25 April 2008

He Said It

When is inspiring not inspiring? Perhaps when it's merely suggesting, or better yet "dreaming."

Case in point, Rush Limbaugh yesterday:

For a second day in a row today, the conservative talker discussed the potential for protests and power struggles at the August convention.

"Now, I am not inspiring or inciting riots. I'm dreaming, I'm dreaming of riots in Denver," he said mimicking the holiday tune.

He explained on-air: "Riots in Denver at the Democrat Convention would see to it we don't elect Democrats," Limbaugh said. "And that's the best damn thing (that) could happen for this country as far as anything I can think."

Emphasis mine. Call me crabby, I guess. I'm just not willing to accept the "not inspiring" argument. Inspiration is a slippery thing; here the speaker has made a case for why he thinks, in a direct, syllogistic statement, that "riots in Denver at the Democrat [sic, of course] Convention" would be "the best damn thing that could happen for (this) country . . . ."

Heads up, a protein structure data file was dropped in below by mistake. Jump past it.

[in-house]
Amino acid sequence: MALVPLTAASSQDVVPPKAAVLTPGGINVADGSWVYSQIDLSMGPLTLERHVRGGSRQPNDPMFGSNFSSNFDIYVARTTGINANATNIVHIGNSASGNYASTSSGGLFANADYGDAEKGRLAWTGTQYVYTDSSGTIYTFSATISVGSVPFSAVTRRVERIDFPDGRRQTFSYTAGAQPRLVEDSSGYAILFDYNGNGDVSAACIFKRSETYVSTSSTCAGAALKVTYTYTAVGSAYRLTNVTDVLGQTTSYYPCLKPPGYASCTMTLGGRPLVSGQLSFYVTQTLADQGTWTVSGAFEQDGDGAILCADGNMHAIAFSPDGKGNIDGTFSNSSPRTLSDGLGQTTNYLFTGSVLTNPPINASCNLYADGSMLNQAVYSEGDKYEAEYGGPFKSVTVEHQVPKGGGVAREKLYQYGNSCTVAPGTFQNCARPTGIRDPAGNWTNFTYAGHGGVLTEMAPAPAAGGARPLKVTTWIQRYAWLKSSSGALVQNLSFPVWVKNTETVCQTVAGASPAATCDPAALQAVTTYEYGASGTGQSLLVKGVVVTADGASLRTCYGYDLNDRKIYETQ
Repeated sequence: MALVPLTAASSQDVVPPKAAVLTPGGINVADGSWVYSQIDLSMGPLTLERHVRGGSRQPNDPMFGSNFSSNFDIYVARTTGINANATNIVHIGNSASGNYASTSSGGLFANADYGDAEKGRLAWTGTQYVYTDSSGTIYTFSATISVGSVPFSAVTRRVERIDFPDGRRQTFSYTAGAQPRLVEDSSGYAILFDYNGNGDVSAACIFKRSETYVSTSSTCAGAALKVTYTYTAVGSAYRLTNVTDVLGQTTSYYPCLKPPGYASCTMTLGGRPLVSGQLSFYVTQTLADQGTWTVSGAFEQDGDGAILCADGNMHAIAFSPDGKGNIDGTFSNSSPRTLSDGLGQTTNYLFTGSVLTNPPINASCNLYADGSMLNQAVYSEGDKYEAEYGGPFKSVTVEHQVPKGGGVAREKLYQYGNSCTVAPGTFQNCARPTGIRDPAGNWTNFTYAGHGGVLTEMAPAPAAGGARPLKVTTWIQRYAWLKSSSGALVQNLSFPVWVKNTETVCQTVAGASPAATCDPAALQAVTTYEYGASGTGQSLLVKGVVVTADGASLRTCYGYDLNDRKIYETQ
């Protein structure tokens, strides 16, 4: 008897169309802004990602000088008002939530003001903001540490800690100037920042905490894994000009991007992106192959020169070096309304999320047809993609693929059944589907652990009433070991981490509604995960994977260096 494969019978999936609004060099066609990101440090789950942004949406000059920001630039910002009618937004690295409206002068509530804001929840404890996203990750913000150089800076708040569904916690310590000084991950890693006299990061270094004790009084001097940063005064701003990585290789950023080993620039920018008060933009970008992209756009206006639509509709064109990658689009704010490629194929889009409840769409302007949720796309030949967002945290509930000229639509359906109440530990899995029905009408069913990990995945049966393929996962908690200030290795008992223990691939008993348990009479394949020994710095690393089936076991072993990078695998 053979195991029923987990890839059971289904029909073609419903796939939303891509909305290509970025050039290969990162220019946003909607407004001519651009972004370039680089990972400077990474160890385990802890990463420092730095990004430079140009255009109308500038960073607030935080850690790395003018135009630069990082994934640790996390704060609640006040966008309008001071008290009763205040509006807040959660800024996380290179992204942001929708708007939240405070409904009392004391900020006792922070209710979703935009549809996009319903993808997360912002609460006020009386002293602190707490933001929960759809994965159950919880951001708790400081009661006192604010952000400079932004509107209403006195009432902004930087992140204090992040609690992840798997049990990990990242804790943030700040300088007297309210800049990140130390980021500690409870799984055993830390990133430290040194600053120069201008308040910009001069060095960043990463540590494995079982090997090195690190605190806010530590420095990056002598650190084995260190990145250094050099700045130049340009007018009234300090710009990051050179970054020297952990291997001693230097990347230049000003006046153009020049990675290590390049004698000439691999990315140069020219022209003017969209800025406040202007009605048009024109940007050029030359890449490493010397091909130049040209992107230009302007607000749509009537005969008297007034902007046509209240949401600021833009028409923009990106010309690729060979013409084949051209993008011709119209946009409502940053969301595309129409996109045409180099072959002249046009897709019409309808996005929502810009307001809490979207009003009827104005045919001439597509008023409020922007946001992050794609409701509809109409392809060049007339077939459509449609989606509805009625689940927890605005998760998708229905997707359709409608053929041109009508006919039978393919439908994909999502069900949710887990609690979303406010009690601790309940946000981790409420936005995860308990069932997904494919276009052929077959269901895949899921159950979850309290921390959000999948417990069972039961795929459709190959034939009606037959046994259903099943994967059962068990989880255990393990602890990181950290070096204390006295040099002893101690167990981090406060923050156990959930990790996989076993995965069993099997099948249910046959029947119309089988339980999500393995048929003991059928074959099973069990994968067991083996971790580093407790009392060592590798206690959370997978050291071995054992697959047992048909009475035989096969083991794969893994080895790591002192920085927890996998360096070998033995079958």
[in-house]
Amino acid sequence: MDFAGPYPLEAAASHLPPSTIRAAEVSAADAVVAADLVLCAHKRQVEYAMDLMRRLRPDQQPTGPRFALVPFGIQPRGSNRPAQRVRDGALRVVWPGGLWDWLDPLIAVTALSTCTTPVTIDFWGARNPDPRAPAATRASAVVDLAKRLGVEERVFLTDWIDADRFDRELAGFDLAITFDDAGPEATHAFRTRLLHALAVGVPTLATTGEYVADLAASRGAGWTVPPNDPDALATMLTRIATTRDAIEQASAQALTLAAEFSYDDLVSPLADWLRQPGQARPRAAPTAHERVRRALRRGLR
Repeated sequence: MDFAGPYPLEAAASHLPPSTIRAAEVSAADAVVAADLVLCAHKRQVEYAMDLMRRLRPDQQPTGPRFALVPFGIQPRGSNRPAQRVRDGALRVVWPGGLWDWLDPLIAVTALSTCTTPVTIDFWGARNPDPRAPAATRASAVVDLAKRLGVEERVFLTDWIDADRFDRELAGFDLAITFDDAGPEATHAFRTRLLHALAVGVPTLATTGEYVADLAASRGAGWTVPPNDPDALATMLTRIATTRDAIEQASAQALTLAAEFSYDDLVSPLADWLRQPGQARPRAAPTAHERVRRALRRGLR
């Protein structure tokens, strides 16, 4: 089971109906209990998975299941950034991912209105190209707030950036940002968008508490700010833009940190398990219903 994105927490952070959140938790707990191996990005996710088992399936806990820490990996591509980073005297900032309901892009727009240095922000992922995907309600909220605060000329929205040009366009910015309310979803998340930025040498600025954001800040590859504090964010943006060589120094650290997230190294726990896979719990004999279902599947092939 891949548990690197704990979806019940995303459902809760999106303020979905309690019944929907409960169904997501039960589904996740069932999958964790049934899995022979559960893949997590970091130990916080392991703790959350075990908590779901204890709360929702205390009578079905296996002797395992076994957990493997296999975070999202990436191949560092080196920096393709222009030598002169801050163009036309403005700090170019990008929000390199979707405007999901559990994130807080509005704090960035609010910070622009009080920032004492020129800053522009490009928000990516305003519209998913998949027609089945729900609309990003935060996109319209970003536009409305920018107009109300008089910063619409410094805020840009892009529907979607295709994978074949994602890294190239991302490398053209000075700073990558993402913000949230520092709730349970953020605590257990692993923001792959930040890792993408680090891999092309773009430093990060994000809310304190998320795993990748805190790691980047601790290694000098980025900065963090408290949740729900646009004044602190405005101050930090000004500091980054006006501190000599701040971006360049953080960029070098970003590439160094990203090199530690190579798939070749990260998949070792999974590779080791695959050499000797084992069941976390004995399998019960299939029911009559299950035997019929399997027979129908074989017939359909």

What? Am I wrong? Look, the guy said it, whistled a tune, explained--pretty clearly--why riots in Denver would be so great. To say that's not inciting, okay that's close. I listened to the comment, and it wasn't delivered with the invective one would call "inciting." But to claim "not inspiring," on a radio show that reaches literally millions every day? That's just not credible.

Imagine the endless commentary, Limbaugh leading the way, if a Democrat or a popular liberal media personality called for riots at the Republican convention? Well, not called for, of course, but, you know, mentioned. "Dreamed" of, I suppose. Certainly didn't incite. Just casually dropped a plug for riots in an American city as the best thing for America. Inspired? Nah.

Yeah, I can imagine how that goes, and it isn't pretty. It'd be blasted as incendiary if not treasonous. I hope the media doesn't lose sight of that as Limbaugh continues to hedge while pushing his radical agenda, but I won't hold my breath.